5.1 This research was commissioned as a means of gaining insights into the public acceptability of cross-sectoral data linkage that may inform the development of the Scottish Government's proposed Data Linkage Framework. Deliberative methods were chosen in recognition of the complexity and unfamiliarity of the topic and thus the need for participants to be appropriately informed in order to meaningfully consider the relevant issues.
5.2 Consistent with a recent commissioned report on public attitudes to the sharing of health data for research (Aitken 2011b), one of the clearest findings to emerge from the events was the readiness and ability of participants to engage with the subject matter - they spoke at length, and with some sophistication, about key issues of relevance to the Framework, providing a rich and actionable evidence base for future decision making.
Concerns and sensitivities about data linkage
5.3 There were a number of factors underpinning attitudes towards data linkage but chief among these were: general concerns about an encroaching "big brother society"; negative experiences of data collection and use by commercial actors; and scepticism around the trustworthiness of public bodies to look after data and use it appropriately. The latter was partly fuelled by high profile cases of data losses and a view that public bodies are active in selling data to commercial organisations. Directly addressing these various issues as part of any communications surrounding the ongoing development of the Framework may be an important first step in building public acceptability.
5.4 Thus, although participants broadly supported the overarching objectives of the Framework, they did have specific concerns on which they sought reassurance, which tended to centre around the questions of:
- who would oversee the operation of the Framework
- who would have access to linked data, and specifically whether this would include commercial companies
- how individuals' privacy would be protected; in particular to prevent unsolicited contact from commercial companies
- how the data would be kept secure
- where overall accountability would lie if linked data was lost or stolen
5.5 Additionally, there was concern that linkage could lead to increased negative "labelling" of individuals due to the potential for labels to carry across sectoral boundaries and result in individuals or groups experiencing discriminatory treatment or stigma in multiple spheres. Such concerns often led participants to express a view that public bodies should only be able to access data that is directly relevant to their work.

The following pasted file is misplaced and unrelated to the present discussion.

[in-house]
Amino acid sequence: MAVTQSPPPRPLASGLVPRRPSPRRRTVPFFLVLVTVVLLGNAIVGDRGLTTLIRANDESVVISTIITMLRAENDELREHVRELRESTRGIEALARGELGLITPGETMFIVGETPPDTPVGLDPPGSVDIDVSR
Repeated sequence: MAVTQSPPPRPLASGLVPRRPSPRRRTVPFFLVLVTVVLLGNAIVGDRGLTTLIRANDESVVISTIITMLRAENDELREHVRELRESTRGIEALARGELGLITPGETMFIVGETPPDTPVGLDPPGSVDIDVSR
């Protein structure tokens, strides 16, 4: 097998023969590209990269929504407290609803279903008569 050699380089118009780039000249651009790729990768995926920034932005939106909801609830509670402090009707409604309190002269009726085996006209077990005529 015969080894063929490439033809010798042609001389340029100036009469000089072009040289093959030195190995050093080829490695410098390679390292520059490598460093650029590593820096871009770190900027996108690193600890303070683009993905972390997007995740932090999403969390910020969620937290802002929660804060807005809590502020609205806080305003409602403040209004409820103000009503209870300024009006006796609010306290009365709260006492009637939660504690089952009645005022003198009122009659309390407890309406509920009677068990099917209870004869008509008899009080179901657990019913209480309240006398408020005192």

Specific sector to sector linkages
5.6 The above concerns were discussed in relation to data linkage generally. There was little explicit differentiation between particular sector-to-sector linkages; notwithstanding some sensitivity around linkage involving criminal justice data and the potential for this to result in individuals experiencing discrimination across multiple spheres.
Reaction to the draft Guiding Principles
5.7 Perceptions of the draft Guiding Principles were somewhat mixed. On one hand, there was a view that the Principles go some way to addressing the main areas of concern and provide reassurance that data linkage will be carried out appropriately and securely. On the other hand, the Framework in general, and the Principles specifically, were commonly considered to be too "vague" and therefore open to interpretation and manipulation by vested interests. In particular, it was felt that there was a lack of detail surrounding who would be on the oversight body and the sanctions that would be imposed for breaching the Principles.
Safeguards to maximise public confidence
5.8 Further discussion of the Guiding Principles led to the identification of a number of safeguards that could be implemented in order to maximise public confidence in the Framework. These included:
- a requirement that anyone applying to use linked data must provide a strong justification to a commission or panel as to why their research is in the public interest